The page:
Call the card issuer and ask for directions to close the account.
Generally speaking, you should pay off the balance and notify the issuer that you want to close the account. Cut up the card.
Check your next statement to see if it shows an amount still owing. If so, pay it off. When your statement shows a zero balance, keep it for your records.
Follow up in a month or so to make sure the account was closed. The next time you check your credit reports, make sure the account is listed as being closed at your request, not the bank’s. (Accounts closed by the creditor can impact your credit negatively.) It may take at least a few weeks, up to a couple of months, for the closure to appear on your credit report.
Be aware that closing accounts, particularly older ones, can have a negative impact on your credit score. That’s because closing an account increases your credit utilization ratio—your outstanding debt compared to the total credit available to you. For example, if you owe a total of $5,000 and you have four cards, each of which has a $5,000 credit limit, you are utilizing 25 percent of your available credit ($5,000 is one-quarter, or 25 percent, of your available $20,000). If you were to close one card with a zero balance, your utilization would jump to 33% ($5,000 is one-third, or approximately 33 percent, of the remaining $15,000). Having a lower ratio—less debt compared to available credit—looks better to creditors and is better for your credit score.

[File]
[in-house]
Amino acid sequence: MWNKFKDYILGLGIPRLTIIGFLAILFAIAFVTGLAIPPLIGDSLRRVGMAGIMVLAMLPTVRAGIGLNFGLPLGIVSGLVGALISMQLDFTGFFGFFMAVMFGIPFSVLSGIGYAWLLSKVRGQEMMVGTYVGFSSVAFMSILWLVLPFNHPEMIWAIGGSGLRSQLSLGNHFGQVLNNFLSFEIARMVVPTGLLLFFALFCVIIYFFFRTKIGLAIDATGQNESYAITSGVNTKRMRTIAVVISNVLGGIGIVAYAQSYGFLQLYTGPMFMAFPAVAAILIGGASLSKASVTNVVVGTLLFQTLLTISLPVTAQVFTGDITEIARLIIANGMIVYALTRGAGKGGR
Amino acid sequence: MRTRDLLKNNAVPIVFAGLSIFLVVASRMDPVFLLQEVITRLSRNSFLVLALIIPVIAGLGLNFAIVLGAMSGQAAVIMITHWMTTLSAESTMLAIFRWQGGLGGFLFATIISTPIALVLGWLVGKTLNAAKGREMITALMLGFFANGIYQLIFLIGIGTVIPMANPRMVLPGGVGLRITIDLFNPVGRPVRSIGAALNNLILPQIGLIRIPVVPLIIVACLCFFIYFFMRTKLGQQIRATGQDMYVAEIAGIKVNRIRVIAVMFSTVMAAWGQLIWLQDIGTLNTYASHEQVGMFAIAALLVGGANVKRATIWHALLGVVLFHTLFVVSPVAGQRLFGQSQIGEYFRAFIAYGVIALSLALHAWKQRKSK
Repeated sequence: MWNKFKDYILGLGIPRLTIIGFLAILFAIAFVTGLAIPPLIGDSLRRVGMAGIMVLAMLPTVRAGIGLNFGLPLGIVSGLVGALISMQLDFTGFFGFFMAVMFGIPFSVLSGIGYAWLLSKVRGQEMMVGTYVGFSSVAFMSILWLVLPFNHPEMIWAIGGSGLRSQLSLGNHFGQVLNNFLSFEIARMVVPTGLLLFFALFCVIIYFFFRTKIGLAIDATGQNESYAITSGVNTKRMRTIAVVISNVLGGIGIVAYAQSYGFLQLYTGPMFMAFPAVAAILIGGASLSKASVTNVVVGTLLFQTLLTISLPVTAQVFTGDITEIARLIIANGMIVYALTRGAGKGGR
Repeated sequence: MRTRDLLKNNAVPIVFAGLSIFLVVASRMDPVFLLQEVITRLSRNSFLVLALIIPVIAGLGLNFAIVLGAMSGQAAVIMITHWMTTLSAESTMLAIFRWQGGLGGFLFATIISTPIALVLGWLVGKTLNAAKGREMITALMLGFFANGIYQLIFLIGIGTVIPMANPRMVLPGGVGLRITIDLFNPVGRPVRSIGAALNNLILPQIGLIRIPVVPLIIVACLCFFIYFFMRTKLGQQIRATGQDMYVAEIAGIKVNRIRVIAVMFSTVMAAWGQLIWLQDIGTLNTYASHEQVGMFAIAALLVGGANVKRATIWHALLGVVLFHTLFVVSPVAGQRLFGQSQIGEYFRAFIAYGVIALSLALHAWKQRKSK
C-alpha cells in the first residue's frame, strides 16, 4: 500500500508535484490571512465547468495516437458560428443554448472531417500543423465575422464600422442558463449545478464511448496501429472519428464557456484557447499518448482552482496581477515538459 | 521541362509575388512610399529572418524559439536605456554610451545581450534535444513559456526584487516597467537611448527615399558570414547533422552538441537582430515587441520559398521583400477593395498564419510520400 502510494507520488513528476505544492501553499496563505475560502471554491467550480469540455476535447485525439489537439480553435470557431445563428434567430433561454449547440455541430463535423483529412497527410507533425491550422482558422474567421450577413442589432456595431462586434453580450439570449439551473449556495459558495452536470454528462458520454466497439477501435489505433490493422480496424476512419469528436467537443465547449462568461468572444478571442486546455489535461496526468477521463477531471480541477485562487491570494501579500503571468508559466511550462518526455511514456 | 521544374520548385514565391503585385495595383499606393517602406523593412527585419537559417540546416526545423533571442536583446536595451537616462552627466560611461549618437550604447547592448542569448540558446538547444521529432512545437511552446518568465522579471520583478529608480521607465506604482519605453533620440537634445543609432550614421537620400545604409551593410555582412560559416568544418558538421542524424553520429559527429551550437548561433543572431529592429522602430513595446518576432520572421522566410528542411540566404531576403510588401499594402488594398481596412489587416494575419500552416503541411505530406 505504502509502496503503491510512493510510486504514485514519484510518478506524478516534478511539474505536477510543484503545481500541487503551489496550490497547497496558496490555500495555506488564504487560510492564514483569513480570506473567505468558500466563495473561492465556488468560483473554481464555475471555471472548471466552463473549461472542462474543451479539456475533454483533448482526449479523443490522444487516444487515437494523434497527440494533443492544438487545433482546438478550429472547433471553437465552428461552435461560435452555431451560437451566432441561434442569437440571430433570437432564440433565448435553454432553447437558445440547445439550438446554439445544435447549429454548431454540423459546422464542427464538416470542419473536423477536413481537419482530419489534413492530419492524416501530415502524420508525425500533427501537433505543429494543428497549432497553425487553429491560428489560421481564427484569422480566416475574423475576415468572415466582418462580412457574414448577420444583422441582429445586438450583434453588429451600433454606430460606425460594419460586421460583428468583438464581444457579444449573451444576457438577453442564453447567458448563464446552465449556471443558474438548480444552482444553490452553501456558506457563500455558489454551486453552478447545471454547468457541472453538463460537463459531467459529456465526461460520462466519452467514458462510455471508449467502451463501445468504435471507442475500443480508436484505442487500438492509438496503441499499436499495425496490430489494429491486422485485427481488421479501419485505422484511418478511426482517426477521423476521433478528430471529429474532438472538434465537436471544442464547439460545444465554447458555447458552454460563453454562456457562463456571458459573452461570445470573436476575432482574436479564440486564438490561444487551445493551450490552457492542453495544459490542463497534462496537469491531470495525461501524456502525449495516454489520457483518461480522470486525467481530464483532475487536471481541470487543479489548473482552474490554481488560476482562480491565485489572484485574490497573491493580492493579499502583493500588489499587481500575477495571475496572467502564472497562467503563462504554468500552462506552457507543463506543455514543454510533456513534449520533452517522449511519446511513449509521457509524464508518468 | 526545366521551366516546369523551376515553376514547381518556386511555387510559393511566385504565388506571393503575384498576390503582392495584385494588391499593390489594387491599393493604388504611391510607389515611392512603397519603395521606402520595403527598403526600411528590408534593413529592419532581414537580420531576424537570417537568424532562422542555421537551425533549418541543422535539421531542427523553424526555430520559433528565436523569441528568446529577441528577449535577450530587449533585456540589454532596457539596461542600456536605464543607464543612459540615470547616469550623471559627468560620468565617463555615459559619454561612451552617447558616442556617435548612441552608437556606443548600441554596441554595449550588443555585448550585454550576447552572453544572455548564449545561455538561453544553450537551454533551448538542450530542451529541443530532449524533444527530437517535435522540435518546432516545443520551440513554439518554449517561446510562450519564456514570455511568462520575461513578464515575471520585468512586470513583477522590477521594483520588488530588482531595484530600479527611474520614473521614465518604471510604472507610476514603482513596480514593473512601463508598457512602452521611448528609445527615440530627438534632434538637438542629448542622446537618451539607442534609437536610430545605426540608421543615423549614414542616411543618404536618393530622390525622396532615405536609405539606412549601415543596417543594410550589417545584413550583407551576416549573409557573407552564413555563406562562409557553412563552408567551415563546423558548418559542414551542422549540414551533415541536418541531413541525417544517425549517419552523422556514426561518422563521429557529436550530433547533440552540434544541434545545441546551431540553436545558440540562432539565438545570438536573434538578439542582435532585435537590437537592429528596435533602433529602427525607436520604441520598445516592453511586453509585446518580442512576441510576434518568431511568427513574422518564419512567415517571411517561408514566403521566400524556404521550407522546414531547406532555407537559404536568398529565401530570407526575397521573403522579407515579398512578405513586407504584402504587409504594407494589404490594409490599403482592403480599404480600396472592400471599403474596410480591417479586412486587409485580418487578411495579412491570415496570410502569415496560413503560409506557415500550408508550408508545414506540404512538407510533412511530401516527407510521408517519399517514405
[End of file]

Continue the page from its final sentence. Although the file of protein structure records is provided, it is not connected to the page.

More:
If you have numerous unused accounts, all things being equal, close the one(s) that are newest. A longer credit history helps your credit score.
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